|Location||St Vincent and the Grenadines, Mainland St Vincent|
|Central coordinates||61o 9.58' West 13o 13.59' North|
|IBA criteria||A1, A2|
|Altitude||223 - 914m|
|Year of IBA assessment||2008|
Ornithological information The Reserve is a traditional stronghold for the St. Vincent Parrot, which numbered 142 individuals in 2004 (Forestry Department, 2004). The site supports the other Globally-threatened species, the Whistling Warbler, and thirteen (13) RRS. Other important species include the House Wren, Short-tailed Swift, Scaly-naped Pigeon, Caribbean Elaenia and Black Hawk.
Site description This Reserve essentially encompasses the mid and upper reaches of the Colonarie watershed. The Colonarie River is the longest watercourse on St. Vincent and its watershed; the second largest on the island has a drainage area of about 8.8 sq. miles (22.7 km2). The area faces continued land pressure from the population living within the lower regions and has in the past seen intensive exploitation for agriculture. This Reserve is a main source of potable water and hydro electricity. Within the upper parts (over 1000 ft/305 m) of the Reserve, slopes cut deeply into ash agglomerates, and basaltic bedrock creating an area of irregular, complex and steeply sloping landform units (Reid, Collins and Associates, 1994). The steepness of the terrain also causes high rates of erosion and landslide hazards. Much of the area is still covered with Primary forest but encroachment is a major concern. This natural forest zone is being converted to agriculture cultivation and pasturing of animals. Timber is also removed for charcoal purposes. Land settlement is also a serious threat to the remaining Primary Forest (Reid, Collins and Associates, 1994). The average rainfall within this area is 214 inches (5,436 mm) (Metereological Office, VINLEC) though it can exceed 185 inches (4,700 mm) (See Reid, Collins and Associates, 1994).
|Species||Season||Period||Population estimate||Quality of estimate||IBA Criteria||IUCN Category|
|St Vincent Amazon Amazona guildingii||resident||2004||142 individuals||medium||A1, A2||Vulnerable|
|Lesser Antillean Swift Chaetura martinica||resident||2006||present [units unknown]||-||A2||Least Concern|
|Purple-throated Carib Eulampis jugularis||resident||2006||present [units unknown]||-||A2||Least Concern|
|Green-throated Carib Eulampis holosericeus||resident||2006||present [units unknown]||-||A2||Least Concern|
|Antillean Crested Hummingbird Orthorhyncus cristatus||resident||2006||present [units unknown]||-||A2||Least Concern|
|Caribbean Elaenia Elaenia martinica||resident||2006||present [units unknown]||-||A2||Least Concern|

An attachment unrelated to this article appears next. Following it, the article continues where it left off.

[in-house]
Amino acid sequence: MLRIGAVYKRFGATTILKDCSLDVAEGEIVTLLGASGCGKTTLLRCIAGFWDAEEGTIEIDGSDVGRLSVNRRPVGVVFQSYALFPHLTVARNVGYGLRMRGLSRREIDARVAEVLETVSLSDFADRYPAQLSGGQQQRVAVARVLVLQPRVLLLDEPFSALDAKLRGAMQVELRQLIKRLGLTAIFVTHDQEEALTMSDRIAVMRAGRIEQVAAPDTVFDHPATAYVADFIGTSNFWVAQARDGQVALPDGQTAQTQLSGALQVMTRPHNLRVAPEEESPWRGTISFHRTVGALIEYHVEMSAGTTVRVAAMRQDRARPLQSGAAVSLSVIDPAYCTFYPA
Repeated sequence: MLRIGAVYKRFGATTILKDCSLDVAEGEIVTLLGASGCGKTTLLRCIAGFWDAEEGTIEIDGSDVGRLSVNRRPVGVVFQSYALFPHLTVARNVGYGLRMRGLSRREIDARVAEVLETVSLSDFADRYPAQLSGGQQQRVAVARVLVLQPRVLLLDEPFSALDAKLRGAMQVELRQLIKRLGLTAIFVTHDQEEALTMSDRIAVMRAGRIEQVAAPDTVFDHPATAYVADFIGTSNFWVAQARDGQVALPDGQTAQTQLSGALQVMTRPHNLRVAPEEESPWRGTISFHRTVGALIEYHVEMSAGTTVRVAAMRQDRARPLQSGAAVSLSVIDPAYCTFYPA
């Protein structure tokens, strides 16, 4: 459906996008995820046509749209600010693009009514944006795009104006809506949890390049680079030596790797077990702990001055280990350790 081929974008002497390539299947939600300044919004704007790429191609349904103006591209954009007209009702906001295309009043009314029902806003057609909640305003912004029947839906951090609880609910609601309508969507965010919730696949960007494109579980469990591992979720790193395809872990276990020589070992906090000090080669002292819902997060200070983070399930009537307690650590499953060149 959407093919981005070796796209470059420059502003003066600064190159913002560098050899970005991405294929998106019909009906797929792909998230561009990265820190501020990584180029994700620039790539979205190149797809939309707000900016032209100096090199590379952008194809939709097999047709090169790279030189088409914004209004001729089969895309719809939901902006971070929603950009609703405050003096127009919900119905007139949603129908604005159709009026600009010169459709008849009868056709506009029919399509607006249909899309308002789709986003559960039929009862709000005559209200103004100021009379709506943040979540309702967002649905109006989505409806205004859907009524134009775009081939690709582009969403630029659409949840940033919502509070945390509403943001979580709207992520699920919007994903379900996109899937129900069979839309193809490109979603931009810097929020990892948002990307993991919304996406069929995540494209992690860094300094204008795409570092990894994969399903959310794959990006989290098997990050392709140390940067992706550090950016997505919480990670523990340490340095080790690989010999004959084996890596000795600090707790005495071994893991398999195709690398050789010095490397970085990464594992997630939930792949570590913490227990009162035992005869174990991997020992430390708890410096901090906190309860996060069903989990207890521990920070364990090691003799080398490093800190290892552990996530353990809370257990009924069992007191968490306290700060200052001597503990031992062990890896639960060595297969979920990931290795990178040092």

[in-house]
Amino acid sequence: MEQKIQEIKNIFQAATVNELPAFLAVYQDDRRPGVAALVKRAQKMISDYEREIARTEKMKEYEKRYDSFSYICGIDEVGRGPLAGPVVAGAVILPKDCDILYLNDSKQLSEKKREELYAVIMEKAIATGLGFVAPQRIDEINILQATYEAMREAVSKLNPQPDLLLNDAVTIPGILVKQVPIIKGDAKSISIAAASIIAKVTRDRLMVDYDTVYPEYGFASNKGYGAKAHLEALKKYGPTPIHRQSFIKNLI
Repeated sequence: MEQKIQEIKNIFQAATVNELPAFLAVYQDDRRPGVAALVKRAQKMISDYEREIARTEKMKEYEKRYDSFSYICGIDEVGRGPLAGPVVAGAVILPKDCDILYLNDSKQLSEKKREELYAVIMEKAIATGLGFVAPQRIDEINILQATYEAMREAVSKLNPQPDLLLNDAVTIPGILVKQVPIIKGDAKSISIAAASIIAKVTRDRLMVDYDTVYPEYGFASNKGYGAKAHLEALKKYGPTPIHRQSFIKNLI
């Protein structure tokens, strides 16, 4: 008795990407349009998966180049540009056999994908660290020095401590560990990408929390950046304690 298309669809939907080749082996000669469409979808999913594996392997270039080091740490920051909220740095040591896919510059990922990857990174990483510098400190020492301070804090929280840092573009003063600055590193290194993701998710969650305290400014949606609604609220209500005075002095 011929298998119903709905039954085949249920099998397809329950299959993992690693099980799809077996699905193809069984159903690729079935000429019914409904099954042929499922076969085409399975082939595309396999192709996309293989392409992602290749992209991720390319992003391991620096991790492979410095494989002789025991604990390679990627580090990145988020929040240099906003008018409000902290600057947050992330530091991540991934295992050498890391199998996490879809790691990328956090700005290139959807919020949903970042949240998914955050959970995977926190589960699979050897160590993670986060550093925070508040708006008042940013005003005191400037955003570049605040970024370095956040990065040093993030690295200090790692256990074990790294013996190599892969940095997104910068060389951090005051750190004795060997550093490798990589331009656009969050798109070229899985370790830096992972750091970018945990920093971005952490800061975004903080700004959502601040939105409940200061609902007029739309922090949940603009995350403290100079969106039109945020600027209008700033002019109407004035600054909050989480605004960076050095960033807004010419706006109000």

|Grenada Flycatcher Myiarchus nugator||resident||2006||present [units unknown]||-||A2||Least Concern|
|Scaly-breasted Thrasher Margarops fuscus||resident||2006||present [units unknown]||-||A2||Least Concern|
|Brown Trembler Cinclocerthia ruficauda||resident||2006||present [units unknown]||-||A2||Least Concern|
|Rufous-throated Solitaire Myadestes genibarbis||resident||2006||present [units unknown]||-||A2||Least Concern|
|Whistling Warbler Catharopeza bishopi||resident||2006||present [units unknown]||-||A1, A2||Endangered|
|Lesser Antillean Bullfinch Loxigilla noctis||resident||2006||present [units unknown]||-||A2||Least Concern|
|Lesser Antillean Tanager Tangara cucullata||resident||2006||present [units unknown]||-||A2||Least Concern|
|Antillean Euphonia Euphonia musica||resident||2006||present [units unknown]||-||A2||Least Concern|
|Protected area||Designation||Area (ha)||Relationship with IBA||Overlap with IBA (ha)|
|Colonarie||Forest Reserve||0||is identical to site||1,556|
|IUCN habitat||Habitat detail||Extent (% of site)|
|Land-use||Extent (% of site)|
|nature conservation and research||-|
Other biodiversity Endemic herpetofauna A. griseus, C. vincenti, A. griseus and A. trinitatus; endemic sub-species M. bruesi and endemic flora A. vincentiana, B. rotundifolia, P. cuneata, P. vincentiana, E. vincentinum, C. vincentiana and C. tenera.
Management considerations Conservation concerns consist of lack of riparian buffers, deforestation that causes disturbance to wildlife and habitat, erosion of soils leading to slope instability and sedimentation of streams, tree harvesting for charcoal and agriculture on steep slopes, which accelerates erosion. Squatting, involving the use of makeshift shelters and storage buildings particularly for agricultural purposes (storage buildings), is another concern. It is possible that these may eventually lead to more permanent structures within the Reserve (see also Reid, Collins and Associates, 1994). River poisoning to harvest crayfish during the Easter period is a common practice in nearby communities. It causes death of many aquatic fauna, and possibly associated avian species.
Protection status Proposed Forest Reserve (under the SPAHS) and part of the proposed Central Forest Reserve (SPAHS) and part of the proposed Central Reserve (SPAHS).
References Forestry Department. 2004; Ivor Jackson and Associates. 2004; Reid, Collins and Associates. 1994
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Recommended citation BirdLife International (2013) Important Bird Areas factsheet: Colonarie Forest Reserve. Downloaded from http://www.birdlife.org on 22/05/2013
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